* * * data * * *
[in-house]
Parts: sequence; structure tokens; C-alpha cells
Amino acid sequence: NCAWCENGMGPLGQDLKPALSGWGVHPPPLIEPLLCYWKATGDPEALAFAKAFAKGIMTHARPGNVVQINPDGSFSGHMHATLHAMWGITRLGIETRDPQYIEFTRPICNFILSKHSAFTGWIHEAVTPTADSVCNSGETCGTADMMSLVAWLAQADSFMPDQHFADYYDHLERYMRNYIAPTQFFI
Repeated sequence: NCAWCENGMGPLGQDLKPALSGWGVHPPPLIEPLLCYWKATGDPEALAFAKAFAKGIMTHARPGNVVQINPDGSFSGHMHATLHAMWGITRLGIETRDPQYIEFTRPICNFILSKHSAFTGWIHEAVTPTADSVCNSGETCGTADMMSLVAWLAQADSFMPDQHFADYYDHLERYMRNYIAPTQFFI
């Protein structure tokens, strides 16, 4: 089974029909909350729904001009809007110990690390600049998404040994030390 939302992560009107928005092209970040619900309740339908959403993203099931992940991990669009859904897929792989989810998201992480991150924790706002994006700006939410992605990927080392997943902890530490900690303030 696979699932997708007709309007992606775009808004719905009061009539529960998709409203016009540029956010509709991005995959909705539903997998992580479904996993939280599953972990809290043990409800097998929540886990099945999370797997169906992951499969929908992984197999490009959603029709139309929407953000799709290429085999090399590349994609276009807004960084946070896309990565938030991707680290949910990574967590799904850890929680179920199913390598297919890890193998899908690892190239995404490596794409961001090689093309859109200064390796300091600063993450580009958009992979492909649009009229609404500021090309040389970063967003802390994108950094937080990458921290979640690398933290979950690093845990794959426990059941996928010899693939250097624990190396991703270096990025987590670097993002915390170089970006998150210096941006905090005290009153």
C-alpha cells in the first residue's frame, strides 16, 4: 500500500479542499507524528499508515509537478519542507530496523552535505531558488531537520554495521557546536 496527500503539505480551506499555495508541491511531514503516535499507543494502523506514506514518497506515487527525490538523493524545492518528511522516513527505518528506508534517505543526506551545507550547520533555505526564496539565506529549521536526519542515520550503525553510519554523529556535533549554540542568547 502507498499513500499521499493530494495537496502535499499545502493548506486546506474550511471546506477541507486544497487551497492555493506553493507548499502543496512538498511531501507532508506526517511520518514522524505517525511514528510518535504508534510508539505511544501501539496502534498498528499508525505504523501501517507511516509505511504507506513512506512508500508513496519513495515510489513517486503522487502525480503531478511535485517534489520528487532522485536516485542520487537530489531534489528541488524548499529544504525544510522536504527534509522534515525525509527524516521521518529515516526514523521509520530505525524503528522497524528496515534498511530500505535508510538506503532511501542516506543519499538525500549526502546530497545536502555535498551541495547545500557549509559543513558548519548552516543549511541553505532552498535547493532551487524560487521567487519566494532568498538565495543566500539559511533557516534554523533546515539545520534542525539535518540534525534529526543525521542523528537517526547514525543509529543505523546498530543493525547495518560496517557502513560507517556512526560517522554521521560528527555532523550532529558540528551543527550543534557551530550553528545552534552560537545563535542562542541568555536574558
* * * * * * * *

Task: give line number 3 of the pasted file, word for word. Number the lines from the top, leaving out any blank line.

Amino acid sequence: NCAWCENGMGPLGQDLKPALSGWGVHPPPLIEPLLCYWKATGDPEALAFAKAFAKGIMTHARPGNVVQINPDGSFSGHMHATLHAMWGITRLGIETRDPQYIEFTRPICNFILSKHSAFTGWIHEAVTPTADSVCNSGETCGTADMMSLVAWLAQADSFMPDQHFADYYDHLERYMRNYIAPTQFFI